"'Tis evident you managed," Sparrow noted humbly.
"Again, that was largely luck. I happened to chose the right individuals to ply with bribes, or carefully phrased threats. If I'd had to resort to anything more drastic..."
"Seems you didn't. Not even with them as deserved it." Jack's tone was frankly admiring.
James thawed a bit. "Murphy's still not going to be happy about this. We're responsible for putting gold into several pockets that wouldn't otherwise have it, which means items might be purchased that should have gone to others. In the case of that press gang, this incident could delay their next hunt to the point that different people will be affected. Heaven knows what repercussions that could have over the years."
"Odds are 'twill only be a twang."
"We can only hope. We can also forget about any bonuses for this Mission."
"Do ya really think we need ta report this?" The navyman bestowed That Look. Jack blew against his mustache, letting his gaze stray to the passing array of whitewashed buildings. "I suppose we do."
The carriage hit a rut and lurched- Sparrow barely managed to avoid being thrown to the floor. He turned another pleading look on his companion. "Surely you kin turn me loose now."
James' tone was still ice-hard. "First, you need to make me a promise. You've got to be a lot more restrained about these meanders from the assigned Mission. No matter what enjoyable prospects they present."
"I promise, Commodore." Jack bent forward, raising his fettered wrists.
Norrington got to work unfastening the rope. "I hope you mean it," he grumbled. "We're not going to be this fortunate every time. I don't want to think about what Mare would say, if I ever came home without you."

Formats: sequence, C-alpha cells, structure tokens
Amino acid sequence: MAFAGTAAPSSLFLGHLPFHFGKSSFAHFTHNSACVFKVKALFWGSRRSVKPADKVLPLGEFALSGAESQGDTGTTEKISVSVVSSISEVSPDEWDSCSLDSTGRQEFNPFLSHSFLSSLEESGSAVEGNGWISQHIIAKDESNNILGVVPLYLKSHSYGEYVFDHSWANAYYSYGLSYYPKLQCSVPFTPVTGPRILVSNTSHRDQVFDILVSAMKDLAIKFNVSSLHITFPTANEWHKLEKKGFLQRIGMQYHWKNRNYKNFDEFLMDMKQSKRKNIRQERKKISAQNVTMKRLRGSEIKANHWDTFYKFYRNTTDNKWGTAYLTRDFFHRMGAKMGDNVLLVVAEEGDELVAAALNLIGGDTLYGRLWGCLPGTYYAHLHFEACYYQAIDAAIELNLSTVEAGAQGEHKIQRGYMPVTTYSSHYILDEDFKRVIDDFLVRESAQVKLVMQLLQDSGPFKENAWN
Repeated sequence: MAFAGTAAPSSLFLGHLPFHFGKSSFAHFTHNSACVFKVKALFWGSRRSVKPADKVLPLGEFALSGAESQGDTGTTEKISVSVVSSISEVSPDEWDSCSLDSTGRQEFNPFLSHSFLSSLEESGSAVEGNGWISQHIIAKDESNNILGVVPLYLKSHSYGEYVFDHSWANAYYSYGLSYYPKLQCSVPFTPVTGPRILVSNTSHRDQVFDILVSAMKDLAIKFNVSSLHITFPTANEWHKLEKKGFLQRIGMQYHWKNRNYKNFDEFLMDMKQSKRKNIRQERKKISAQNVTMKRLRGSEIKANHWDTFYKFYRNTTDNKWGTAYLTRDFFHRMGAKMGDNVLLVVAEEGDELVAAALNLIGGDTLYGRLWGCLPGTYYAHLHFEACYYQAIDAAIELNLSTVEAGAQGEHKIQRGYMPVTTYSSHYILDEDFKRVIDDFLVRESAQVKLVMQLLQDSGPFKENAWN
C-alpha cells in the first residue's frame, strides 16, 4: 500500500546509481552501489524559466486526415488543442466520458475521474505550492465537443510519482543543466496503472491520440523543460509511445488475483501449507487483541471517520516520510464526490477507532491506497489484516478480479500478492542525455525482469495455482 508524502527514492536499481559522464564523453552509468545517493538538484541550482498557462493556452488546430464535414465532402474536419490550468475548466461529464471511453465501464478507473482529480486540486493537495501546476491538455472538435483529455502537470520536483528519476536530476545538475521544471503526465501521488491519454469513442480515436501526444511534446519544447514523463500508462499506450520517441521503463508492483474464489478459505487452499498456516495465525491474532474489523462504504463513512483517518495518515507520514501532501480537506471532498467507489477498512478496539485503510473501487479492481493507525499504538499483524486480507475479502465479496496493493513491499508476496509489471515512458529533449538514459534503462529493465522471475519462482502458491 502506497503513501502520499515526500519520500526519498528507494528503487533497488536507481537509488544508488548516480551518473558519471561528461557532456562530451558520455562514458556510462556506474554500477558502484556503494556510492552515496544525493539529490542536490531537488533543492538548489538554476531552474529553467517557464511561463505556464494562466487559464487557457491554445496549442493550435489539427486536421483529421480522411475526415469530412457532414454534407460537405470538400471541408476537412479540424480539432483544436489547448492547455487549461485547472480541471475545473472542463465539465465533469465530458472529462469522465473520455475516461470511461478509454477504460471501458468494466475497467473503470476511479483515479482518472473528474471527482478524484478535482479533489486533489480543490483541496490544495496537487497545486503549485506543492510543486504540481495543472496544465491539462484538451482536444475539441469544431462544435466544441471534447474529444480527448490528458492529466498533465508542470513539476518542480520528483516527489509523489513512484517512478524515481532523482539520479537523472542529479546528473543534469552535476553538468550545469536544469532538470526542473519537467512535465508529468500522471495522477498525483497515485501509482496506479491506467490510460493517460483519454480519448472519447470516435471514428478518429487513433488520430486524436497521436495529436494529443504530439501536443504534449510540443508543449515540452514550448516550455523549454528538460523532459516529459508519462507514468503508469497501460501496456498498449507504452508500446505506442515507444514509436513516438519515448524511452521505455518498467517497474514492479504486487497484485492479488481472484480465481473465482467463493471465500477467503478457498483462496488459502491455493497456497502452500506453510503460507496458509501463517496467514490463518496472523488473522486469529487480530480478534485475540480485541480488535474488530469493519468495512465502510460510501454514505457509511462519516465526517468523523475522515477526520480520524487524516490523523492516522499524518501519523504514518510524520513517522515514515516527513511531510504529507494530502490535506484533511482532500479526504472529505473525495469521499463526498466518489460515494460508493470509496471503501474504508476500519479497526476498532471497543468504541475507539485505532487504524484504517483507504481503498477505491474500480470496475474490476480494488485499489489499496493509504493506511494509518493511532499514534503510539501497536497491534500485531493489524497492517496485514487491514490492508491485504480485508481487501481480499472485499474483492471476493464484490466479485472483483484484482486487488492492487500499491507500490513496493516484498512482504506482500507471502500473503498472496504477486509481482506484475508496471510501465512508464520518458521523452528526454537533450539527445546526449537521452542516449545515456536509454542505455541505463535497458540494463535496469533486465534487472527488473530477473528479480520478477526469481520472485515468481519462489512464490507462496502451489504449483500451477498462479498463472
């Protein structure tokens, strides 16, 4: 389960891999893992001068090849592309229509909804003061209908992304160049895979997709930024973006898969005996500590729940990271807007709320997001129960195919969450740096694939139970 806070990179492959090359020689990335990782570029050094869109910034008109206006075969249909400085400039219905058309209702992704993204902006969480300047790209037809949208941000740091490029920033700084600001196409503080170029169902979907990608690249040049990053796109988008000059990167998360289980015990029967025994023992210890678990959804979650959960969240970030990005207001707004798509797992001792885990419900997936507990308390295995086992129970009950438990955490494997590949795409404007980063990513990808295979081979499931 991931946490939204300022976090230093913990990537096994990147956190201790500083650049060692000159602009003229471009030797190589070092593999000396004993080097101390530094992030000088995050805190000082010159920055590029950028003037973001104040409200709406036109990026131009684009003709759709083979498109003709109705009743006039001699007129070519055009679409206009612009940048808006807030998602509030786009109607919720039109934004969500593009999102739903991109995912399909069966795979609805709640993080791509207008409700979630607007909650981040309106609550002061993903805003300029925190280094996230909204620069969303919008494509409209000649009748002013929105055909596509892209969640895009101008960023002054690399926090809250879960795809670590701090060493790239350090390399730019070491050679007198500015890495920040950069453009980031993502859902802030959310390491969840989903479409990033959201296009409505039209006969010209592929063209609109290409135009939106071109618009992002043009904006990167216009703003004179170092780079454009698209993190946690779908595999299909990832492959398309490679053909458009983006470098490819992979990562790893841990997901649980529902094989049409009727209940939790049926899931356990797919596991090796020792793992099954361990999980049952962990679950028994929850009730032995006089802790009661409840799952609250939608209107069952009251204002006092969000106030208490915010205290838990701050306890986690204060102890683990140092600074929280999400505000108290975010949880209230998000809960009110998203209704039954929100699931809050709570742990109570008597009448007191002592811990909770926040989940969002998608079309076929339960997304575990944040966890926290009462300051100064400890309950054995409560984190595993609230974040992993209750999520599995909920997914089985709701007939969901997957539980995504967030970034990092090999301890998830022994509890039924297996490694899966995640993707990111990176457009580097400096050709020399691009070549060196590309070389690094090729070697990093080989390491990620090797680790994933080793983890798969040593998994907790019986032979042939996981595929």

The last loop came free. Jack sat up again, tenderly fingering his abraded skin. James dismissed an irrational twinge of guilt. Sore wrists, plus a forfeited bonus, were a very small price to pay. For a few minutes the men remained silent. The passing landscape was now dotted with modest gray homes, set in ever larger plots as they entered the farmed areas.
"So, you did retrieve our objective?" Jack asked.
"With considerably less difficulty than was required to retrieve you."
"Would it be permissible fer me ta see it?"
James reached to a hidden pocket under his shirt, pulling forth a bronze-colored object. Jack took it, examining closely. It was a cigarette lighter, of a style popular in the 1950s. Not valuable, but premature discovery of it's mechanism would've added a few major fires to the historical record. "Rather a small thing, ta require all this effort."
"Small things can be the most troublesome." With a grudging smile, James added, "Though sometimes they're worth it."
Jack pouted a moment before returning the smile, slower and warmer than his usual flashing grin.
The carriage lurched to a stop. "Town limit!"
Norrington stirred uneasily. "We may have to bolt, Jack. I've spent everything I had."
"My treat this time." Sparrow deftly pulled off one battered shoe and extracted a coin from the lining.
The two men got out. As expected, the slack-faced driver made nothing of the 'prisoner' now being free. Nor of said prisoner being the one who handed him his fee. He just accepted it with a nod, and set about turning his horse. As the hack clopped away, Jack and James began the short hike along the barley field to their pickup spot. Sparrow practically skipped along, his ordeal already a distant concern.
"Ya know, you jus' got a real bargain, cousin. In our natural time the price on me head was ten thousand an' one guineas."
"I remember. But you still owe me for the nine. You can repay it by keeping out of trouble... at least as much as you're able to. Breaking in a new Mission partner would be a huge nuisance."
Sparrow gave him a sunny grin. "I'd feel the same. Can't think of any bloke I'd rather have watchin' me back than yerself, Mr. Norrington."
There was no rational cause at all, James considered, for him to respond by tugging one of Jack's tangled dredlocks back into place, whilst muttering "Scamp."
But he did it anyway.